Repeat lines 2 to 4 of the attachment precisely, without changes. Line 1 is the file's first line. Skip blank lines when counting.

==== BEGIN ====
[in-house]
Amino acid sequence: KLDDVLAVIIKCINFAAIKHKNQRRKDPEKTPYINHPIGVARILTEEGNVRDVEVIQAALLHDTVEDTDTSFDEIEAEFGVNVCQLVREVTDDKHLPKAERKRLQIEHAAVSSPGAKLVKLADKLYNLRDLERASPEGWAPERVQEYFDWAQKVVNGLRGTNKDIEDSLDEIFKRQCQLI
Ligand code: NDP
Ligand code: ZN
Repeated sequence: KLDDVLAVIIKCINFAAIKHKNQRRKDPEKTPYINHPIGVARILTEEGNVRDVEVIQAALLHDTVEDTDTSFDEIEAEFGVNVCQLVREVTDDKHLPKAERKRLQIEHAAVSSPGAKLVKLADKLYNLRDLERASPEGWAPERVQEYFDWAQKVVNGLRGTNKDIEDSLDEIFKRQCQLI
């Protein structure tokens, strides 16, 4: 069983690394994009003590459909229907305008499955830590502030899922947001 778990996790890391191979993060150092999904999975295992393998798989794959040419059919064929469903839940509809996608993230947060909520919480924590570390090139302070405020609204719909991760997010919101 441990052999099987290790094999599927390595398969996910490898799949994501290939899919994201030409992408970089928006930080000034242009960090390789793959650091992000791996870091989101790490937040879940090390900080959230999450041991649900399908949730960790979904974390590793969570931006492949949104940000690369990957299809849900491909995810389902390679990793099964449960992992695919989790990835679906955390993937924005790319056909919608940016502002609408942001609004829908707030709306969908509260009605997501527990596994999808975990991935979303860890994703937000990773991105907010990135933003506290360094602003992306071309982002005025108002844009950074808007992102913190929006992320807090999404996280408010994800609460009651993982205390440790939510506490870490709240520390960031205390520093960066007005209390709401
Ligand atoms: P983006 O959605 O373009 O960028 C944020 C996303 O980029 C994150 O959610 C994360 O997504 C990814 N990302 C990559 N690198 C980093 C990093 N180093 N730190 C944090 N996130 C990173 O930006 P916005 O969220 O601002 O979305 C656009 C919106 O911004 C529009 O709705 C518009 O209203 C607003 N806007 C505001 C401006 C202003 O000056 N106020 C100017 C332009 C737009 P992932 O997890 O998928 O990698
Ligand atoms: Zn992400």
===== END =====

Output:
Amino acid sequence: KLDDVLAVIIKCINFAAIKHKNQRRKDPEKTPYINHPIGVARILTEEGNVRDVEVIQAALLHDTVEDTDTSFDEIEAEFGVNVCQLVREVTDDKHLPKAERKRLQIEHAAVSSPGAKLVKLADKLYNLRDLERASPEGWAPERVQEYFDWAQKVVNGLRGTNKDIEDSLDEIFKRQCQLI
Ligand code: NDP
Ligand code: ZN